Many critics have called the movie mean-spirited and I tend to agree. Many TV M*A*S*H fans might not like the movie except for those "I like everything M*A*S*H no matter how bad it got" kind of fan. I don't believe I've ever seen the entire movie and don't really care to (I've seen the entire TV series). By the way, there are no asterisks in the movie title even though they were seen on movie posters.
Pacificsun 7 months ago
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It's pretty hard to burst my bubbles. You'd have to be stamping on them for a very long time! And would probably just get tired, first.

Okay, here's the link to the one you found. Maybe new people would want to play.
https://www.metv.com/quiz/which-came-first-the-movie-or-the-tv-show

There's another one tied to the year of the TV or Movie. I don't know why that matters, but maybe they were running out of ideas, and said, here let's give it a twist!

The last quiz idea, which I'm just posting now would be fun this way. The main actor starred in Fresh Prince of Bel Air. Which Movie is he most famous for (action/adventure genre)?

Wish I had the time to put a whole quiz together like that. But maybe there's another fan out there who'd like to get credit for a "Fan Made Quiz." Go for it!
stephaniestavr5 7 months ago
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daDoctah 7 months ago
Another difference between the two portrayals was the Bowen's Blake had a tendency to stutter when caught off-guard. This trait came straight from Heller's novel.
Pigmeat daDoctah 7 months ago
Joseph Heller wrote Catch-22. Richard Hooker wrote M*A*S*H.
Wiseguy Pigmeat 7 months ago
The actual title was "MASH: A Novel About Three Army Doctors." No asterisks, although the sequel novels printed after the series premiered featured asterisks.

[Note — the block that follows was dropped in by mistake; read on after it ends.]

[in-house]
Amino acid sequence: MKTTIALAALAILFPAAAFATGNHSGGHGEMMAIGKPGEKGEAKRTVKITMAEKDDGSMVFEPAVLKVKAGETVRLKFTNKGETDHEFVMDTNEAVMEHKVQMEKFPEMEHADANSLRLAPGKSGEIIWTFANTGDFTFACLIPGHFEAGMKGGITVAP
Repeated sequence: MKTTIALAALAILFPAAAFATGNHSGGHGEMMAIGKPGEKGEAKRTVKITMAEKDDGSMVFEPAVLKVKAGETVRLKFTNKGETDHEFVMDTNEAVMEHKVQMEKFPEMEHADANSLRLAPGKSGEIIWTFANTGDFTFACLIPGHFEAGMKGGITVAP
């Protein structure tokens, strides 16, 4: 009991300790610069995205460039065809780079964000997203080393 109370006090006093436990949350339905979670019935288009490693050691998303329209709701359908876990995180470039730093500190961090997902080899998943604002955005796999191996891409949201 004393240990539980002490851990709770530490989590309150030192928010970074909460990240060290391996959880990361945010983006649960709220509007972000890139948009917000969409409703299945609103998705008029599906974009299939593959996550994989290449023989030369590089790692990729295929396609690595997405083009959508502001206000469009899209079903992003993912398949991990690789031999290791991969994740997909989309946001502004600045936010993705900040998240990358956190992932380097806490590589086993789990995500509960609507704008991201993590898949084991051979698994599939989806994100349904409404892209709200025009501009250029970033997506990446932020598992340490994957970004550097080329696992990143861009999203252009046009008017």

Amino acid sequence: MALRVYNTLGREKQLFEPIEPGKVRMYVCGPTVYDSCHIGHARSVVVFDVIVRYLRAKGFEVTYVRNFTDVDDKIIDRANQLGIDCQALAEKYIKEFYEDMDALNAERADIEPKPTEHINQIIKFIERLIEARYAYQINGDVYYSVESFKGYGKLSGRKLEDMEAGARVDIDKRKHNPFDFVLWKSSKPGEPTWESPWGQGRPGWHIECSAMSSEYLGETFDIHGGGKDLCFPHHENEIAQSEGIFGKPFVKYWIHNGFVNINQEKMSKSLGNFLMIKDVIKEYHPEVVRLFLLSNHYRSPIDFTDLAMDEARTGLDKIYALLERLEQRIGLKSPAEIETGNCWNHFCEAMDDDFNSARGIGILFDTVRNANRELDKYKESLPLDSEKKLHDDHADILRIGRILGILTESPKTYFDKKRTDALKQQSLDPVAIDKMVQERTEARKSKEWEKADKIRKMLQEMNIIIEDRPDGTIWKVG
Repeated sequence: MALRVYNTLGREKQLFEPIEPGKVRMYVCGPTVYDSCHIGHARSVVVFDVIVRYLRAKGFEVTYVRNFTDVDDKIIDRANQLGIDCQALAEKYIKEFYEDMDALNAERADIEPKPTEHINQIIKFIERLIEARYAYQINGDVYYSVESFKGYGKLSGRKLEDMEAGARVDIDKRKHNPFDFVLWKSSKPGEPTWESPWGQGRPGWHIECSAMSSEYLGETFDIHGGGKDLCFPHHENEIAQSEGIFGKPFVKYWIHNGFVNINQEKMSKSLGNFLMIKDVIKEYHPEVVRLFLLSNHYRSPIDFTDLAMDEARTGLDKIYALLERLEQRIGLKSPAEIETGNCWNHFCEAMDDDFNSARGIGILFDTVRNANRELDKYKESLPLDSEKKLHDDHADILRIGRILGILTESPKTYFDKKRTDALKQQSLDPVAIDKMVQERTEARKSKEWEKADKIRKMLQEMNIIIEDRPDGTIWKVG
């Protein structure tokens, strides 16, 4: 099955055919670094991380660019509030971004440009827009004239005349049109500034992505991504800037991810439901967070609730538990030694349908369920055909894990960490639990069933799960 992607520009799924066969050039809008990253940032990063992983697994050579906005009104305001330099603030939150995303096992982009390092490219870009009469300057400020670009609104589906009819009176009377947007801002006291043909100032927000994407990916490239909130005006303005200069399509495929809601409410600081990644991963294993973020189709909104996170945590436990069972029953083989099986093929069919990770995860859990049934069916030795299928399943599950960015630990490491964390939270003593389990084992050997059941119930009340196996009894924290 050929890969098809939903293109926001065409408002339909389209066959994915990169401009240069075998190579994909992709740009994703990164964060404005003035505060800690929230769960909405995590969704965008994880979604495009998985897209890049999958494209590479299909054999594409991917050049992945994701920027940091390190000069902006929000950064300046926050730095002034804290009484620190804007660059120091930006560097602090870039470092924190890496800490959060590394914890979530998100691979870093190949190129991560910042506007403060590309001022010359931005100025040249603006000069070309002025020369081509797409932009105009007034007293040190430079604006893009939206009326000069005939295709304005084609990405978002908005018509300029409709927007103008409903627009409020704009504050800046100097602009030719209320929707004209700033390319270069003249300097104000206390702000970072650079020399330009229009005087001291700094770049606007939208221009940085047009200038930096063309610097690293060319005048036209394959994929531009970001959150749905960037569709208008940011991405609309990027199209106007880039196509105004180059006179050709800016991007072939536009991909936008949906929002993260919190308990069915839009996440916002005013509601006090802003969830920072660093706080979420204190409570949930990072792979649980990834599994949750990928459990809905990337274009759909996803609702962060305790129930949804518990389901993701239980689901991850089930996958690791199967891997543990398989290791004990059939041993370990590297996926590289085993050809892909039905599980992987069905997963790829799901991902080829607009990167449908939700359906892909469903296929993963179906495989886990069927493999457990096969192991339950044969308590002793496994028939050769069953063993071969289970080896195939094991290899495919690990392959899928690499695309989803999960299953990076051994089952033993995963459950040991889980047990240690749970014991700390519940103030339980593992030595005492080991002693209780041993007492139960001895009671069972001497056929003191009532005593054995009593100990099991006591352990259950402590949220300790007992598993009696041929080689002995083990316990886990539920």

Pigmeat Wiseguy 7 months ago
I stand corrected. However it’s been about 40 years since I read it, so just remembering his pseudonym is an accomplishment for me.
Pacificsun Pigmeat 7 months ago
Good job! Now, can you find your car keys!!!
Barry22 7 months ago
Bowen also played the boss on 'Arnie'.
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Wiseguy cperrynaples 7 months ago
And if he could have played the part, he probably would have stayed with the series to the end and there would have been no Col. Potter character.
Even if they'd wanted to, TV in those decades wouldn't have allowed it. Not directly. You'd have to catch the cues. My favorite is when James T. Kirk is putting his boots back on after doing it with Kathie Brown (Deela) in, "The Wink of An Eye." Gosh, how could he resist her no matter what was going on! LOL! I think he would've too, with Barbara Luna in Mirror, Mirror, except there just wasn't time. But I think with Deela was about as far as they could go in the Sixties.
Pacificsun Wiseguy 7 months ago
I don't think the series would've lasted as long as it did, without Henry Morgan's Potter. There was only so much they could do with Blake. He had drawn that character very narrowly, and he wasn't old enough (meaning the character) to have as much of a meaningful background. The series actually needed a mature (very) viewpoint, perspective to give it a little more depth. People may argue with how the series changed after the original cast. But I think Production was eyeing the long term. They realized the value of syndication and residuals. All those changes actually helped!!
Olivia_Reed Wiseguy 5 months ago
Which would have been fine. Col. Potter became really tedious in the last few seasons. His constant shrieking of epithets related to animal feces wasn't that funny.